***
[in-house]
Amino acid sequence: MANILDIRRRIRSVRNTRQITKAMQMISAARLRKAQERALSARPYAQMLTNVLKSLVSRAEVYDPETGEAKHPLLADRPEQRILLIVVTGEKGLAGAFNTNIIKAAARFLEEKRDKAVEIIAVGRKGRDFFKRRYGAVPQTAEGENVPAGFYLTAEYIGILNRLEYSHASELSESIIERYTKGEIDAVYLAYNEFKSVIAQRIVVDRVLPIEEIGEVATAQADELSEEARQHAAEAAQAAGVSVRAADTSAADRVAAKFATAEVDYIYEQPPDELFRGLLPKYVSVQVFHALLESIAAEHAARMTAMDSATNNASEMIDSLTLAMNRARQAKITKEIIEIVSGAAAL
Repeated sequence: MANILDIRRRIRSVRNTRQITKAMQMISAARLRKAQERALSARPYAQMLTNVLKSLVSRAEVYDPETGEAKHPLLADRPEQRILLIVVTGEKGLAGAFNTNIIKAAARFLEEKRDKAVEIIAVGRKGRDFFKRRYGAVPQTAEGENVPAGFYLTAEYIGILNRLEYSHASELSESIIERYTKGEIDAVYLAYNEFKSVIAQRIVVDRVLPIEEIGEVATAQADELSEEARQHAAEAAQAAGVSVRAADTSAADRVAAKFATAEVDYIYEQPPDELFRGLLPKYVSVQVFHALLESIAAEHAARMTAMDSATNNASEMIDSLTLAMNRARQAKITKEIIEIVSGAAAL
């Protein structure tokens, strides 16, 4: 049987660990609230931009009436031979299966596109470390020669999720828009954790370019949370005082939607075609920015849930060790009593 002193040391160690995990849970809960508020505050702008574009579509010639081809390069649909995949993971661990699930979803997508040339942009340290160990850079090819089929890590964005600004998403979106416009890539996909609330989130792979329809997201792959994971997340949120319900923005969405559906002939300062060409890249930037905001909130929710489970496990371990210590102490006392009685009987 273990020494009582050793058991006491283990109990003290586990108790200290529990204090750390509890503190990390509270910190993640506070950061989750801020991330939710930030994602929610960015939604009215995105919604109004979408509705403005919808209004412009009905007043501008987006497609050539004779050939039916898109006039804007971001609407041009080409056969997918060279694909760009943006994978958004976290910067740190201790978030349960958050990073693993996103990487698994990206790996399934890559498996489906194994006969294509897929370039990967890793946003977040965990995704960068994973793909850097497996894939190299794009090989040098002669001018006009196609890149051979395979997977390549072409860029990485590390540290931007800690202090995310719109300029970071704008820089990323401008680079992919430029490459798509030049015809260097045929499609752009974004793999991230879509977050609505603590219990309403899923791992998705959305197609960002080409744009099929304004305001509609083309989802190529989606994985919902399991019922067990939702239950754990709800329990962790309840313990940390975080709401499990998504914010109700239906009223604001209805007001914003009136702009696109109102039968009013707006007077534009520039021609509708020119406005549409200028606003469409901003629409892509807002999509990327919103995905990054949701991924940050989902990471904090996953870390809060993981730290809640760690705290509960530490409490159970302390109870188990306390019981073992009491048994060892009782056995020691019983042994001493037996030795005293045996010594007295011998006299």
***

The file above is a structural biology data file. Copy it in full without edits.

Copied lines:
[in-house]
Amino acid sequence: MANILDIRRRIRSVRNTRQITKAMQMISAARLRKAQERALSARPYAQMLTNVLKSLVSRAEVYDPETGEAKHPLLADRPEQRILLIVVTGEKGLAGAFNTNIIKAAARFLEEKRDKAVEIIAVGRKGRDFFKRRYGAVPQTAEGENVPAGFYLTAEYIGILNRLEYSHASELSESIIERYTKGEIDAVYLAYNEFKSVIAQRIVVDRVLPIEEIGEVATAQADELSEEARQHAAEAAQAAGVSVRAADTSAADRVAAKFATAEVDYIYEQPPDELFRGLLPKYVSVQVFHALLESIAAEHAARMTAMDSATNNASEMIDSLTLAMNRARQAKITKEIIEIVSGAAAL
Repeated sequence: MANILDIRRRIRSVRNTRQITKAMQMISAARLRKAQERALSARPYAQMLTNVLKSLVSRAEVYDPETGEAKHPLLADRPEQRILLIVVTGEKGLAGAFNTNIIKAAARFLEEKRDKAVEIIAVGRKGRDFFKRRYGAVPQTAEGENVPAGFYLTAEYIGILNRLEYSHASELSESIIERYTKGEIDAVYLAYNEFKSVIAQRIVVDRVLPIEEIGEVATAQADELSEEARQHAAEAAQAAGVSVRAADTSAADRVAAKFATAEVDYIYEQPPDELFRGLLPKYVSVQVFHALLESIAAEHAARMTAMDSATNNASEMIDSLTLAMNRARQAKITKEIIEIVSGAAAL
């Protein structure tokens, strides 16, 4: 049987660990609230931009009436031979299966596109470390020669999720828009954790370019949370005082939607075609920015849930060790009593 002193040391160690995990849970809960508020505050702008574009579509010639081809390069649909995949993971661990699930979803997508040339942009340290160990850079090819089929890590964005600004998403979106416009890539996909609330989130792979329809997201792959994971997340949120319900923005969405559906002939300062060409890249930037905001909130929710489970496990371990210590102490006392009685009987 273990020494009582050793058991006491283990109990003290586990108790200290529990204090750390509890503190990390509270910190993640506070950061989750801020991330939710930030994602929610960015939604009215995105919604109004979408509705403005919808209004412009009905007043501008987006497609050539004779050939039916898109006039804007971001609407041009080409056969997918060279694909760009943006994978958004976290910067740190201790978030349960958050990073693993996103990487698994990206790996399934890559498996489906194994006969294509897929370039990967890793946003977040965990995704960068994973793909850097497996894939190299794009090989040098002669001018006009196609890149051979395979997977390549072409860029990485590390540290931007800690202090995310719109300029970071704008820089990323401008680079992919430029490459798509030049015809260097045929499609752009974004793999991230879509977050609505603590219990309403899923791992998705959305197609960002080409744009099929304004305001509609083309989802190529989606994985919902399991019922067990939702239950754990709800329990962790309840313990940390975080709401499990998504914010109700239906009223604001209805007001914003009136702009696109109102039968009013707006007077534009520039021609509708020119406005549409200028606003469409901003629409892509807002999509990327919103995905990054949701991924940050989902990471904090996953870390809060993981730290809640760690705290509960530490409490159970302390109870188990306390019981073992009491048994060892009782056995020691019983042994001493037996030795005293045996010594007295011998006299």